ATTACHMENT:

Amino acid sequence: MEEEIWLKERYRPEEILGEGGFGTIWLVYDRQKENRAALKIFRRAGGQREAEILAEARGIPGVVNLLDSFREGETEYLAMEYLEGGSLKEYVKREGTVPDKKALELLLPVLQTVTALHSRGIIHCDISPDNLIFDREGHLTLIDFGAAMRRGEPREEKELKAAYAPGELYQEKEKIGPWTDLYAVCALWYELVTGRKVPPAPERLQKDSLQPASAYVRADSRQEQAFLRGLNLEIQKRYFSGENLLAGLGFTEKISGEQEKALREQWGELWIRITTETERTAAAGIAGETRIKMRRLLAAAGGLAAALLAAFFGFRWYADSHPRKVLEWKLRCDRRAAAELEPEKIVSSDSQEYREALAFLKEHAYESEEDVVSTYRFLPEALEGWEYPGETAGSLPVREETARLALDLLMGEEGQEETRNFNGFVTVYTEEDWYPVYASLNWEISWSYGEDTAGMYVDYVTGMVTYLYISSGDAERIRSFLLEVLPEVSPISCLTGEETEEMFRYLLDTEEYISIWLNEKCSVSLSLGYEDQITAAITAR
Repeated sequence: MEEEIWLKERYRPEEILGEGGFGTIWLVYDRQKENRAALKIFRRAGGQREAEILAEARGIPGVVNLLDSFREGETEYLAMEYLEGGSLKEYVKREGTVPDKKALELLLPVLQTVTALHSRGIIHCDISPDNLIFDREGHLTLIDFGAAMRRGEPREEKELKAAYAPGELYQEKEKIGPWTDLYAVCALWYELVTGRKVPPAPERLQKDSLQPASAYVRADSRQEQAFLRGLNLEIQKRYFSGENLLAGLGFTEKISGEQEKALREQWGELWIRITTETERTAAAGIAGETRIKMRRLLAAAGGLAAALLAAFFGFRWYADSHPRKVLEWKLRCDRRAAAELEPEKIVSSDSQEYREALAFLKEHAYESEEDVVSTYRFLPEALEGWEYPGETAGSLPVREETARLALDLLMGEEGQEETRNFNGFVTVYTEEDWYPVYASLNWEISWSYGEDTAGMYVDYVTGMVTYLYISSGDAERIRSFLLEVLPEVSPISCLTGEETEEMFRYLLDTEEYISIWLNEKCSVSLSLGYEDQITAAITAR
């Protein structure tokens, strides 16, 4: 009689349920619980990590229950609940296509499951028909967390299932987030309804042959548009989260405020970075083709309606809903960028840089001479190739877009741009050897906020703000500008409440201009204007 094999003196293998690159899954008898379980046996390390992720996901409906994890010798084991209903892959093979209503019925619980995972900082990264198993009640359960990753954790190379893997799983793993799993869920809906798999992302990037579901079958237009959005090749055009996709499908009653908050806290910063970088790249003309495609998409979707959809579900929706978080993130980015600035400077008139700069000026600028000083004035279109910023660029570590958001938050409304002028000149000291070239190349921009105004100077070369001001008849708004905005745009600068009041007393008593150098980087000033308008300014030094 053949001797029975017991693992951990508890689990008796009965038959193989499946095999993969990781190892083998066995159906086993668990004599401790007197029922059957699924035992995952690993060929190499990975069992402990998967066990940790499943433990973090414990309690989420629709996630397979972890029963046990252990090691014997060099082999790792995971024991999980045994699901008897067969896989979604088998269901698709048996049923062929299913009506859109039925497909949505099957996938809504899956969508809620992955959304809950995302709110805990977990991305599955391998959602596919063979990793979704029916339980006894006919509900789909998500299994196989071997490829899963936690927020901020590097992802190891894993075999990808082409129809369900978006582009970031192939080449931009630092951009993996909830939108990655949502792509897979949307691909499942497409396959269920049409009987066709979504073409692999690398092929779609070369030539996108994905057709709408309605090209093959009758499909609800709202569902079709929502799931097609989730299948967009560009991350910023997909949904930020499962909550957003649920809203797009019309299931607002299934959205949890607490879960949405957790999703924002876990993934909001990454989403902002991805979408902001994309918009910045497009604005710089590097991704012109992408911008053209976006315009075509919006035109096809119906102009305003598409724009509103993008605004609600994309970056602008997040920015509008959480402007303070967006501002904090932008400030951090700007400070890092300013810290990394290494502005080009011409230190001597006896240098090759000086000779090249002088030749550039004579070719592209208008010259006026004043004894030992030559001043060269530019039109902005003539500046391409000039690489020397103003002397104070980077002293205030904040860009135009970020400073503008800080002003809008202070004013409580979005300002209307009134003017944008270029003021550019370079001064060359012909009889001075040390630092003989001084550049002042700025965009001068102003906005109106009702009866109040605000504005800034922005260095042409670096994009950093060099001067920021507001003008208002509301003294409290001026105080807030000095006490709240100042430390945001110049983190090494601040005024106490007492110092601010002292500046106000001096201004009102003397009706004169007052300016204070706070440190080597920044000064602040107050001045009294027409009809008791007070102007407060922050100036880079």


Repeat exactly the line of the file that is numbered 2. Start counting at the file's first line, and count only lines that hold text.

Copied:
Repeated sequence: MEEEIWLKERYRPEEILGEGGFGTIWLVYDRQKENRAALKIFRRAGGQREAEILAEARGIPGVVNLLDSFREGETEYLAMEYLEGGSLKEYVKREGTVPDKKALELLLPVLQTVTALHSRGIIHCDISPDNLIFDREGHLTLIDFGAAMRRGEPREEKELKAAYAPGELYQEKEKIGPWTDLYAVCALWYELVTGRKVPPAPERLQKDSLQPASAYVRADSRQEQAFLRGLNLEIQKRYFSGENLLAGLGFTEKISGEQEKALREQWGELWIRITTETERTAAAGIAGETRIKMRRLLAAAGGLAAALLAAFFGFRWYADSHPRKVLEWKLRCDRRAAAELEPEKIVSSDSQEYREALAFLKEHAYESEEDVVSTYRFLPEALEGWEYPGETAGSLPVREETARLALDLLMGEEGQEETRNFNGFVTVYTEEDWYPVYASLNWEISWSYGEDTAGMYVDYVTGMVTYLYISSGDAERIRSFLLEVLPEVSPISCLTGEETEEMFRYLLDTEEYISIWLNEKCSVSLSLGYEDQITAAITAR